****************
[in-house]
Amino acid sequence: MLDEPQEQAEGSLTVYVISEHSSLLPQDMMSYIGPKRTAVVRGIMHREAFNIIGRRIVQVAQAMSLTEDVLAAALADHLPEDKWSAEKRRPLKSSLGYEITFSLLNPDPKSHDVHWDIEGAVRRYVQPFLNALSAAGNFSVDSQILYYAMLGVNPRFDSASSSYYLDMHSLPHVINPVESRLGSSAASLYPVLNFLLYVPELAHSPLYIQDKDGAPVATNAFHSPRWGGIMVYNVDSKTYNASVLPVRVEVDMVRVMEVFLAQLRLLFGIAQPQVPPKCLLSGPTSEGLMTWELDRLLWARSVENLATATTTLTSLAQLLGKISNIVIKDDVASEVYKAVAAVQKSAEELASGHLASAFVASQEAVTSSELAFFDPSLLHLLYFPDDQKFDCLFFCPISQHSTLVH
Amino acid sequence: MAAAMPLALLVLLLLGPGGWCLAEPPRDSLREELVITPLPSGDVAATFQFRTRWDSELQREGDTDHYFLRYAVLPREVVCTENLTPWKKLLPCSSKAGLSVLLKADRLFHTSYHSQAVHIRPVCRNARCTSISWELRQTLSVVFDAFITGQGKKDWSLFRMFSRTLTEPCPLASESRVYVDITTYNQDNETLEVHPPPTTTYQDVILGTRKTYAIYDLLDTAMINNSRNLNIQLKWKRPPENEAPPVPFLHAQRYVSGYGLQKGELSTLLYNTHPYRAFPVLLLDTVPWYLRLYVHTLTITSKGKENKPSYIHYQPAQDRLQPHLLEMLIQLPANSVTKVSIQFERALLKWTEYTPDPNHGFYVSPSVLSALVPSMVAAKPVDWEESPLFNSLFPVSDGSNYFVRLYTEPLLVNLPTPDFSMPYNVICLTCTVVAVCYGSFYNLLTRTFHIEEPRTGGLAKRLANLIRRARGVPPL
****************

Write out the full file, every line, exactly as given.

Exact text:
[in-house]
Amino acid sequence: MLDEPQEQAEGSLTVYVISEHSSLLPQDMMSYIGPKRTAVVRGIMHREAFNIIGRRIVQVAQAMSLTEDVLAAALADHLPEDKWSAEKRRPLKSSLGYEITFSLLNPDPKSHDVHWDIEGAVRRYVQPFLNALSAAGNFSVDSQILYYAMLGVNPRFDSASSSYYLDMHSLPHVINPVESRLGSSAASLYPVLNFLLYVPELAHSPLYIQDKDGAPVATNAFHSPRWGGIMVYNVDSKTYNASVLPVRVEVDMVRVMEVFLAQLRLLFGIAQPQVPPKCLLSGPTSEGLMTWELDRLLWARSVENLATATTTLTSLAQLLGKISNIVIKDDVASEVYKAVAAVQKSAEELASGHLASAFVASQEAVTSSELAFFDPSLLHLLYFPDDQKFDCLFFCPISQHSTLVH
Amino acid sequence: MAAAMPLALLVLLLLGPGGWCLAEPPRDSLREELVITPLPSGDVAATFQFRTRWDSELQREGDTDHYFLRYAVLPREVVCTENLTPWKKLLPCSSKAGLSVLLKADRLFHTSYHSQAVHIRPVCRNARCTSISWELRQTLSVVFDAFITGQGKKDWSLFRMFSRTLTEPCPLASESRVYVDITTYNQDNETLEVHPPPTTTYQDVILGTRKTYAIYDLLDTAMINNSRNLNIQLKWKRPPENEAPPVPFLHAQRYVSGYGLQKGELSTLLYNTHPYRAFPVLLLDTVPWYLRLYVHTLTITSKGKENKPSYIHYQPAQDRLQPHLLEMLIQLPANSVTKVSIQFERALLKWTEYTPDPNHGFYVSPSVLSALVPSMVAAKPVDWEESPLFNSLFPVSDGSNYFVRLYTEPLLVNLPTPDFSMPYNVICLTCTVVAVCYGSFYNLLTRTFHIEEPRTGGLAKRLANLIRRARGVPPL